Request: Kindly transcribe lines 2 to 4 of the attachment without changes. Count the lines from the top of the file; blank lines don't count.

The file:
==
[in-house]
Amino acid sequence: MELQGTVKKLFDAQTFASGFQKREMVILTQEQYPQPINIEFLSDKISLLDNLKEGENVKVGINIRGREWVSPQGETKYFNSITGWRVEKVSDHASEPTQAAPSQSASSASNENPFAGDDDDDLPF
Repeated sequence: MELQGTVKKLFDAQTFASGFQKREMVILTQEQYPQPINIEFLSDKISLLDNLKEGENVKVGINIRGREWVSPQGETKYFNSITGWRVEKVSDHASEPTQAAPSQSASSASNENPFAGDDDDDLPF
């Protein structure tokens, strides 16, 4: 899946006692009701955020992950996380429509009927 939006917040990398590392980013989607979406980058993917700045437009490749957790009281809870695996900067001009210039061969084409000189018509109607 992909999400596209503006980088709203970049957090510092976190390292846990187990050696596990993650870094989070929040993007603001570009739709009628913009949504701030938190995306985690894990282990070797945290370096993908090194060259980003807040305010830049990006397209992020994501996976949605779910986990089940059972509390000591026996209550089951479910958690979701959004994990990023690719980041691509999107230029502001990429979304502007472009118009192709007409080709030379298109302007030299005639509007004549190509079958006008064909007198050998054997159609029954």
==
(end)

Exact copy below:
Amino acid sequence: MELQGTVKKLFDAQTFASGFQKREMVILTQEQYPQPINIEFLSDKISLLDNLKEGENVKVGINIRGREWVSPQGETKYFNSITGWRVEKVSDHASEPTQAAPSQSASSASNENPFAGDDDDDLPF
Repeated sequence: MELQGTVKKLFDAQTFASGFQKREMVILTQEQYPQPINIEFLSDKISLLDNLKEGENVKVGINIRGREWVSPQGETKYFNSITGWRVEKVSDHASEPTQAAPSQSASSASNENPFAGDDDDDLPF
């Protein structure tokens, strides 16, 4: 899946006692009701955020992950996380429509009927 939006917040990398590392980013989607979406980058993917700045437009490749957790009281809870695996900067001009210039061969084409000189018509109607 992909999400596209503006980088709203970049957090510092976190390292846990187990050696596990993650870094989070929040993007603001570009739709009628913009949504701030938190995306985690894990282990070797945290370096993908090194060259980003807040305010830049990006397209992020994501996976949605779910986990089940059972509390000591026996209550089951479910958690979701959004994990990023690719980041691509999107230029502001990429979304502007472009118009192709007409080709030379298109302007030299005639509007004549190509079958006008064909007198050998054997159609029954």